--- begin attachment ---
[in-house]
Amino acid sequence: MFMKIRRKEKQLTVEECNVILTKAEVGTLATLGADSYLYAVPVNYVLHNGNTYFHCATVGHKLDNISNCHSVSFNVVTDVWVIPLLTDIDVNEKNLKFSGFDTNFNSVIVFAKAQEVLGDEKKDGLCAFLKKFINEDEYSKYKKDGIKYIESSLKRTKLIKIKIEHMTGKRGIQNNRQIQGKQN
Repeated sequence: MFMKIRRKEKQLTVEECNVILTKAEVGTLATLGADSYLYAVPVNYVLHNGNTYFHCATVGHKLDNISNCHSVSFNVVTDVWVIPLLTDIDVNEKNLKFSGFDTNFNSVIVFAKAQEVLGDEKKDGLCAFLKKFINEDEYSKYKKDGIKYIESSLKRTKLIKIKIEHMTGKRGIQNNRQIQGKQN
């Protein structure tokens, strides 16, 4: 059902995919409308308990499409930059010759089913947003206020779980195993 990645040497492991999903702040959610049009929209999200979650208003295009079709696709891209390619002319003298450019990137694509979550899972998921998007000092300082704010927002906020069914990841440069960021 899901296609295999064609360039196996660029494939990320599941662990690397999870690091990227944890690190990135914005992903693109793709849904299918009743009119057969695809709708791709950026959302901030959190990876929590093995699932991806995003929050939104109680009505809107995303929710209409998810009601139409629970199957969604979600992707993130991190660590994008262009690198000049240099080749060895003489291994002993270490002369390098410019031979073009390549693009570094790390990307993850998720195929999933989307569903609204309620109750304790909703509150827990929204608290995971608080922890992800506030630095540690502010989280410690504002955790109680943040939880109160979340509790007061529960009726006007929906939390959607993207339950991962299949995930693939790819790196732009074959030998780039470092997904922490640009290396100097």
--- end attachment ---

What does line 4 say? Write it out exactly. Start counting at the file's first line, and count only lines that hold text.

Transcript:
């Protein structure tokens, strides 16, 4: 059902995919409308308990499409930059010759089913947003206020779980195993 990645040497492991999903702040959610049009929209999200979650208003295009079709696709891209390619002319003298450019990137694509979550899972998921998007000092300082704010927002906020069914990841440069960021 899901296609295999064609360039196996660029494939990320599941662990690397999870690091990227944890690190990135914005992903693109793709849904299918009743009119057969695809709708791709950026959302901030959190990876929590093995699932991806995003929050939104109680009505809107995303929710209409998810009601139409629970199957969604979600992707993130991190660590994008262009690198000049240099080749060895003489291994002993270490002369390098410019031979073009390549693009570094790390990307993850998720195929999933989307569903609204309620109750304790909703509150827990929204608290995971608080922890992800506030630095540690502010989280410690504002955790109680943040939880109160979340509790007061529960009726006007929906939390959607993207339950991962299949995930693939790819790196732009074959030998780039470092997904922490640009290396100097």